For a medical professional to be held liable for deliberate indifference, he or she must make a decision that represents "such a substantial departure from accepted professional judgment, practice, or standards, as to demonstrate that the person responsible actually did not base the decision on such a judgment." Jackson v. Kotter, 541 F.3d 688, 697 (7th Cir. 2008). Although the Constitution does not entitle an inmate to demand a specific form of treatment, prison medical staff cannot deny all forms of treatment or continue with a course of treatment that is known to be ineffective. Greeno, 414 F.3d at 654-55. Furthermore, a delay in providing treatment can constitute deliberate indifference when it causes unnecessary pain or suffering. Arnett v. Webster, 658 F.3d 742, 752-53 (7th Cir. 2011); Grieveson v. Anderson, 538 F.3d 763, 779 (7th Cir. 2008).

Here, Handzlik alleged in his amended complaint that when he arrived at the jail, he was suffering from serious mental health problems, including obsessive compulsive disorder and panic attacks which had been diagnosed and treated prior to his incarceration. (DE 4 at 9.) He further alleged that his mental state deteriorated after he arrived at the jail, and that he made several requests to see a therapist. ( Id. ) He alleged that Harris ignored his requests for several months, and in one instance had him placed in a "padded cell" for complaining about his medical care, even though there was no legitimate medical reason for doing so. ( Id. ) Accepting these allegations as true, he has alleged a plausible deliberate indifference claim against Harris. Accordingly, the court declines to dismiss her as a defendant.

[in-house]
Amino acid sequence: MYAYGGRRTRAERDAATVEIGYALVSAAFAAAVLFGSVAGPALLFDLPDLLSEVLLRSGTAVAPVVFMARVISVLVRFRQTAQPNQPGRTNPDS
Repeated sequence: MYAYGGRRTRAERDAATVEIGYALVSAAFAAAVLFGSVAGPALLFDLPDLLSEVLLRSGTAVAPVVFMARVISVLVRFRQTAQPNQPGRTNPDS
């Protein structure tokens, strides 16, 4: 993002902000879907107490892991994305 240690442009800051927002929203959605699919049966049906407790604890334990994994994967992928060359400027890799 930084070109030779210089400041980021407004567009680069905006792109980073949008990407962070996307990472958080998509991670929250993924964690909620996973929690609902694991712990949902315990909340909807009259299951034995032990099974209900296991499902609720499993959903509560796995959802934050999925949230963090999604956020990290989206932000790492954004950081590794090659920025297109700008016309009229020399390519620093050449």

II. Exhaustion

Turning to the issue of exhaustion, summary judgment must be granted when "there is no genuine dispute as to any material fact and the movant is entitled to judgment as a matter of law."[1] FED. R. CIV. P. 56(a). A genuine issue of material fact exists when "the evidence is such that a reasonable jury could return a verdict for the nonmoving party." Anderson v. Liberty Lobby, Inc., 477 U.S. 242, 248 (1986). To determine whether a genuine issue of material fact exists, the court must construe all facts in the light most favorable to the non-moving party and draw all reasonable inferences in that party's favor. Heft v. Moore, 351 F.3d 278, 282 (7th Cir. 2003). Nevertheless, a party opposing a properly supported summary judgment motion may not rely merely on allegations or denials in her own pleadings, but rather must "marshal and present the court with the evidence she contends will prove her case." Goodman v. Nat'l Sec. Agency, Inc., 621 F.3d 651, 654 (7th Cir. 2010).

Pursuant to the Prison Litigation Reform Act ("PLRA"), prisoners are prohibited from bringing an action in federal court with respect to prison conditions "until such administrative remedies as are available are exhausted." 42 U.S.C. § 1997e(a). The failure to exhaust is an affirmative defense on which the defendant bears the burden of proof. See Jones v. Bock, 549 U.S. 199, 216 (2007); Dole v. Chandler, 438 F.3d 804, 809 (7th Cir. 2006). The U.S. Court of Appeals for the Seventh Circuit has taken a "strict compliance approach to exhaustion." Dole, 438 F.3d at 809. Thus, "[t]o exhaust remedies, a prisoner must file complaints and appeals in the place, and at the time, the prison's administrative rules require." Pozo v. McCaughtry, 286 F.3d 1022, 1025 (7th Cir. 2002). "[A] prisoner who does not properly take each step within the administrative process has failed to exhaust state remedies." Id. at 1024.